The Center’s focus on immigration and poverty is motivated by the important role immigrants play in the U.S. economy, and by the Center’s location in the Central Valley of California. Each of our other research areas: Labor Markets and Poverty, the Intergenerational Transmission of Poverty, and the Non-traditional Safety Net hold questions that are unique to the immigrant experience.
See below for more information on research projects and other resources related to this topic.
The Center’s focus on immigration and poverty is motivated by the important role immigrants play in the U.S. economy, and by the Center’s location in the Central Valley of California. Each of our other research areas: Labor Markets and Poverty, the Intergenerational Transmission of Poverty, and the Non-cash Safety Net hold questions that are unique to the immigrant experience.
For example, what is the connection between low skilled workers’ wages, inequality and immigration? How do access and take-up of safety-net programs among immigrant populations differ from native populations? How does the process of immigrant assimilation affect intergenerational mobility?
Our Research Affiliates across a wide range of disciplines are employing both quantitative and qualitative research strategies to shed light on these important questions.
Exclusionary immigration policies have led to a sizeable undocumented population that is largely barred from access to resources in the United States, however there is little research that looks at the impact of legal status on immigrants’ psychological wellbeing.
Over the past 45 years, the United States has experienced a rising standard of living, with real GDP per capita more than doubling between 1959 and 2004. In contrast, living standards among some groups seem to have stagnated. Although a number of studies have documented a correlation between macroeconomic conditions and poverty, the relationship is not as simple, or as strong, as one might think. What additional factors can explain the starkly different trends in economic well-being that are measured by overall GDP growth and the poverty rate?
The number of adults in the U. S. with learning problems range from 3-15% of the general population, and of those with learning problems, approximately 48% are out of the workforce or unemployed (National Institute for Literacy, 1999). Identifying and assessing these individuals is critical so that pre- and postemployment services can be tailored to their learning needs. To this end, Research Affiliate Gail Goodman and the Center for Public Policy Research (CPPR) at UC Davis, is developing a short screening measure for Spanish-speaking adult applicants for the Welfare-to-Work program to determine those at risk for learning problems. The entire project is expected to last approximately three years.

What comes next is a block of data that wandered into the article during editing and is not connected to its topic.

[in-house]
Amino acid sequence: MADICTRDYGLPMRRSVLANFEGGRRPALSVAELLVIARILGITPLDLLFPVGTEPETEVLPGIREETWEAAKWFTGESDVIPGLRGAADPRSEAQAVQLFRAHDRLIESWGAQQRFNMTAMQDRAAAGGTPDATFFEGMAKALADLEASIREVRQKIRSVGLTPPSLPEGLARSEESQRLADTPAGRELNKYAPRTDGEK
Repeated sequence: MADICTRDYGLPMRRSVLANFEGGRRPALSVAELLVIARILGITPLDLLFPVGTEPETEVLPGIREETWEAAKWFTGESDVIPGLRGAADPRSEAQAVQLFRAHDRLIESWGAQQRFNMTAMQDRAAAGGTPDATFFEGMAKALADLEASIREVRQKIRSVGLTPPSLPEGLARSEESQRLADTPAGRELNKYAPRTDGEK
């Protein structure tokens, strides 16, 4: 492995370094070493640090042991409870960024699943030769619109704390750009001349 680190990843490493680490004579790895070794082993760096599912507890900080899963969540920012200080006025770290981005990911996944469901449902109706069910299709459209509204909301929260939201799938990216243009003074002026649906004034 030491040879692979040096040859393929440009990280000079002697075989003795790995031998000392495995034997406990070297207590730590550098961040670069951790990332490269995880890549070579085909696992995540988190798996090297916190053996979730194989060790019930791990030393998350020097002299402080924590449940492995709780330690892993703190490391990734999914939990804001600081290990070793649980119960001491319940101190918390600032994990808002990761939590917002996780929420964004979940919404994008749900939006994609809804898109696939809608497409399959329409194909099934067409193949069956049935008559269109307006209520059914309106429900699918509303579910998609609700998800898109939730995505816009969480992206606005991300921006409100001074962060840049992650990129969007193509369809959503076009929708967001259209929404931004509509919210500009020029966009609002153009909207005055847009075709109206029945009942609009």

These briefs are short and informative analyses of our research relating to poverty policies. Policy Briefs deliver our cutting-edge research directly to policy makers, researchers, and stakeholders in an accessible format.
Direct health care support and personal care jobs have the largest projected growth in the next decade. Immigrants make up growing percentages of workers in these fields, and having a better understanding of their range of experiences in these occupations will help attract and retain them. My new research finds that African immigrant direct health care workers often experience prejudice based on both their race and African backgrounds. They also see their jobs as lacking opportunities for advancement, and often struggle to meet basic needs with their incomes.
In the U.S., low-income immigrants are disproportionately excluded from social services. Even those who have gained formal access must often overcome informal institutional barriers. In a new study, I interviewed low-income Mexican immigrant mothers with limited English skills to understand these informal barriers in education and healthcare settings as they advocated on behalf of their children. The study suggests that mothers are most effective in a less bureaucratized setting and when staff recognize how deeply they care for and understand their children.
California health advocates are increasingly aware of the hazards of Valley Fever (Coccidioidomycosis), a disease caused by a fungus spore living in semi-arid regions of the west and southwest U.S. California has the most associated deaths despite only representing about 31 percent of all U.S. cases. Policy makers can reduce its impact on low-income communities and save millions of dollars in treatment each year by addressing the circumstances of infection, as well as the difficulties low-income populations face in accessing care.